The Kauger Arms Tomahawk is a rather revolutionary .410 handgun designed specifically for the turkey hunter. Spanning the past four decades, I’ve spent a tremendous amount of time shooting turkey guns. At a point several years ago, I counted up that I had fired more than 11,000 magnum turkey loads pattern testing guns and chokes. Along the way, I’ve been blessed to hunt wild turkeys in a couple dozen states with every commercially-loaded shotgun gauge, muzzleloading shotguns and rifles, as well as centerfire rifles and bows. I’ve been involved in the sport long enough to witness several trends.
A couple of the trends popular these days is hunting with ever decreasing shotgun gauges, as well as shotgun loads with tungsten shot. The idea behind hunting with smaller gauges is to increase the challenge by their limited range. It doesn’t hurt that smaller gauges weigh less, a benefit for hunters carrying the gun. At the same time, tungsten shot has increased the effective killing range by about 25 percent. Older lead loads’ maximum range hovered around 40 yards from a tight-choked 12 gauge, but today’s new tungsten loads increase that kill range to about 50 to 55 yards.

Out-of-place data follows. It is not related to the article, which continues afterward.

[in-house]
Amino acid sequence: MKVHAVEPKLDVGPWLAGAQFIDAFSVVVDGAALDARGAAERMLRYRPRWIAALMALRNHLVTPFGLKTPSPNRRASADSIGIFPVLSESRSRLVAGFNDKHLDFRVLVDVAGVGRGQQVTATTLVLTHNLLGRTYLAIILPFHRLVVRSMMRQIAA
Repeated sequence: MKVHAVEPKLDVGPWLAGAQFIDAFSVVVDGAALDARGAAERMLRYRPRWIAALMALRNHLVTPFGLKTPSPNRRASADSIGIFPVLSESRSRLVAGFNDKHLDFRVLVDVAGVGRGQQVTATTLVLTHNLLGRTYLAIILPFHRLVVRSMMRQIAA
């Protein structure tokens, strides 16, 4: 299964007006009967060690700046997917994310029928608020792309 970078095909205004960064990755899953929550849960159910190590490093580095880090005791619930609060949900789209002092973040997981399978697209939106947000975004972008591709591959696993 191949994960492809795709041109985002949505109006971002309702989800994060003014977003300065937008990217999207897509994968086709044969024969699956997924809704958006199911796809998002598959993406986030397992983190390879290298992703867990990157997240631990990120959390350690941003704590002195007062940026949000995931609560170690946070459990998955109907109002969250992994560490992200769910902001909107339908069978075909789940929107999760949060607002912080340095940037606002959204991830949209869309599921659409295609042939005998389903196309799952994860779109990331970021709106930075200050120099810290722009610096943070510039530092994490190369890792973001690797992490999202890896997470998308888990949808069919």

Heretofore, a 20 gauge ran out of effective pattern density and pellet energy at about 30 yards, and the diminutive .410 had a maximum effective range of 20 yards. Loaded with dense tungsten shot, like Federal’s TSS, a 20 gauge can handily kill birds out to 40 yards and a little beyond, and the .410 is deadly for an ethical head shot on a tough old tom out to 30 yards and farther.
How the Kauger Arms .410 Tomahawk Fares
My previous experience with turkeys and .410s included Thompson/Center single-shot shotguns and pistols. The choke technology at the time limited these guns to shots between 15 and 18 yards to kill effectively. The Kauger Arms .410 Tomahawk essentially doubles the effective killing range for the little shotgun round.